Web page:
Brussels, 6 February 2007
Leading European mobile operators today signed in Brussels an agreement on how to protect minors using mobile phones. This agreement, brokered by the European Commission, responds to the findings of the Commission's public consultation on child safety and mobile phones published today. In the agreement, mobile operators undertake to develop self-regulatory codes by February 2008.
"This agreement is an important step forward for child safety," said Viviane Reding, EU Commissioner responsible for Telecommunications and Media. "I congratulate the mobile phone industry for moving towards protecting minors. It shows that responsible self-regulation can work at European level. The Commission will monitor very closely the effective implementation of today's agreement, for which the deadline is February 2008."
Following Mrs Reding's initiative, leading mobile operators will safeguard children by joining a European Framework on Safer Mobile Use by Younger Teenagers and Children. In this new text, operators agree to support:
• awareness-raising campaigns for parents and children;
• the classification of commercial content according to national standards of decency and appropriateness;
• the fight against illegal content on mobiles.
The signatories of the European Framework on Safer Mobile Use by Younger Teenagers and Children are Bouygues Telecom, Cosmote, Debitel AG, Deutsche Telekom Group, Go Mobile, Hutchison 3G Europe, Jamba! GmbH, Mobile Entertainment Forum, Orange Group, Royal KPN N.V., SFR, Telecom Italia S.p.A, Telefonica Moviles, S.A., Telenor, TeliaSonera and Vodafone Limited.
To implement the European Framework, signatory operators and content providers will develop national self-regulatory codes by February 2008. The Commission will monitor and assess its efficiency after 12 months.
The industry agreement of today is a result of discussions held in a High-Level Group set up by Commissioner Reding in September 2006. This group, representing mobile operators, content providers, child protection and consumer organisations, and regulators, is a good example of industry self-regulation, an approach favoured by the Commission if it is efficiently implemented.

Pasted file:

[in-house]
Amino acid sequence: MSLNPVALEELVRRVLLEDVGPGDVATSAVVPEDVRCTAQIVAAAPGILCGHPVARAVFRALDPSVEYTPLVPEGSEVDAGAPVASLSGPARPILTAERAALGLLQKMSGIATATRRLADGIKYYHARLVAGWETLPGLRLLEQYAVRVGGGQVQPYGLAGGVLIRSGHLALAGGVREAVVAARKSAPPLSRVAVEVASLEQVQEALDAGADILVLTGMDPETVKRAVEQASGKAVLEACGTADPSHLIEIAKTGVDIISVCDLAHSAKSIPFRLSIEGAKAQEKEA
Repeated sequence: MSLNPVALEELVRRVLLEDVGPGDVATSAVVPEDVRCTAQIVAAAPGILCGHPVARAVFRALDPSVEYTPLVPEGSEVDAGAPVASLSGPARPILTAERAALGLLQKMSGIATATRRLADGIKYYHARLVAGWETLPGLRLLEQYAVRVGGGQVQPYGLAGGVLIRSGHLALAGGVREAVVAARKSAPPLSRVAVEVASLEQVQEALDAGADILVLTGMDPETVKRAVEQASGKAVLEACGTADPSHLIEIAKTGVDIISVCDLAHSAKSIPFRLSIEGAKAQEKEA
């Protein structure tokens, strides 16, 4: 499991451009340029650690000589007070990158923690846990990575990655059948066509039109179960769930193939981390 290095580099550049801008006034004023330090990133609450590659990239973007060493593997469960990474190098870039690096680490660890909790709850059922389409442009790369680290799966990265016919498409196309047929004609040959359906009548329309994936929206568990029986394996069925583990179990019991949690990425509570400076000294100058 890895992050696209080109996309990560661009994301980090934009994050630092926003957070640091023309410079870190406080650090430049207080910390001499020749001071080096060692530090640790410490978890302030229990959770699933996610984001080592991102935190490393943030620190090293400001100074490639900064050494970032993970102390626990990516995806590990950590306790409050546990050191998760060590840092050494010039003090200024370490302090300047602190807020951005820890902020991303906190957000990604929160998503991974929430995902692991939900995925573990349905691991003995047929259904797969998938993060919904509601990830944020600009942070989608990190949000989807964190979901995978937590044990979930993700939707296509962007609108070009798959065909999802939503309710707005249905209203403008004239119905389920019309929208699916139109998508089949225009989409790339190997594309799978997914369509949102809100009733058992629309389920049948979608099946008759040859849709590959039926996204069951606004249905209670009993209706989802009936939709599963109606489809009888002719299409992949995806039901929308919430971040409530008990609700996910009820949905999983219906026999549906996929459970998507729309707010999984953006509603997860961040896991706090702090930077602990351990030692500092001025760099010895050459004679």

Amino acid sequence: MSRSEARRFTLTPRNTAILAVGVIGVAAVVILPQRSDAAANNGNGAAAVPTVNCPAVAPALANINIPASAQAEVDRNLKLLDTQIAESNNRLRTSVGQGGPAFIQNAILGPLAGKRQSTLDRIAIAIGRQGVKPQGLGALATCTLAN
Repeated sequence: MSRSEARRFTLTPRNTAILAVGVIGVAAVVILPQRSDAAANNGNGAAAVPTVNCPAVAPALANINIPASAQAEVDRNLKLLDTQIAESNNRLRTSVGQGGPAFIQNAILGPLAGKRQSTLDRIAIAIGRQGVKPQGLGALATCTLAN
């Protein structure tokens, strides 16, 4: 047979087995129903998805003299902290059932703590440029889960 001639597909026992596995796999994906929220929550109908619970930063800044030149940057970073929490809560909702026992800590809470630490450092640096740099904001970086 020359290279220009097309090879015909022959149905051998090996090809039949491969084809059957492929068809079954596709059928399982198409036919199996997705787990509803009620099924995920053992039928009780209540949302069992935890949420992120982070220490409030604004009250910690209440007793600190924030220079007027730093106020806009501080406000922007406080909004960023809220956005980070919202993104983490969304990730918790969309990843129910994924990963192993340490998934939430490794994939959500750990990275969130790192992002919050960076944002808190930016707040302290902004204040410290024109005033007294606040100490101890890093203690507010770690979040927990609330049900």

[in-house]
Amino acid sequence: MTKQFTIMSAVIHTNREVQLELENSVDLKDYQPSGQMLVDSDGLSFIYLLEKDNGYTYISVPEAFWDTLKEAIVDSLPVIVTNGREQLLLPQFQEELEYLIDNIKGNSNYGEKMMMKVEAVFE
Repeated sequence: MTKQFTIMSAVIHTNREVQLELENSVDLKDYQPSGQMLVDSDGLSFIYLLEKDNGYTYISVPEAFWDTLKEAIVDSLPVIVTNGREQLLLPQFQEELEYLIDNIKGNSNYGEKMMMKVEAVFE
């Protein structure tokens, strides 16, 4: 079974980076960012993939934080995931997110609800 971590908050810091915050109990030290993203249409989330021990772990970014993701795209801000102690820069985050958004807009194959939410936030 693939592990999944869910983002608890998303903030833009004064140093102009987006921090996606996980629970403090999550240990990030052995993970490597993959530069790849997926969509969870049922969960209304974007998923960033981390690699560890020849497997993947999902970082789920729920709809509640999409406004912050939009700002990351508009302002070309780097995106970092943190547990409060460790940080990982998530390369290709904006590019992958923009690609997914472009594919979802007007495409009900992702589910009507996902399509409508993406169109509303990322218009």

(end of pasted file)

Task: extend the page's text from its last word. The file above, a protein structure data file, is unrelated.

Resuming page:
The industry agreement of today responds to many of the concerns expressed in replies to the Commission's public consultation on safer mobile use which took place from 25 July to 16 October 2006 (see IP/06/1059). In this consultation, along with the benefits of mobile phones, particular risks for young people were identified such as: bullying, sexual grooming for abuse, access to illegal/harmful pornographic and violent content privacy risks, in particular due to the inappropriate use of camera phones and location services. The consultation also made clear that responsibility for safe use of mobile phones should be shared between parents and carers, mobile operators and service providers, as well as public authorities.
Self-regulation is seen at present as a potentially appropriate way to ensure child protection on mobile phones. However, it still needs to be launched or implemented across all EU Member States. Public authorities at national and at EU level will have to monitor developments carefully and assess at regular occasions the efficiency of self-regulation to judge whether public intervention may become required.
Today's signing of the European Framework on Safer Mobile Use by Younger Teenagers and Children in Brussels is a key event, amongst the many others taking place worldwide today, to mark the fourth "Safer Internet Day".
Safer Internet and the framework agreement on "Safer Mobile Use by Younger Teenagers and Children": http://europa.eu.int/saferinternet
Findings from the public consultation on safer mobile use: http://europa.eu.int/information_society/activities/sip/public_consultation/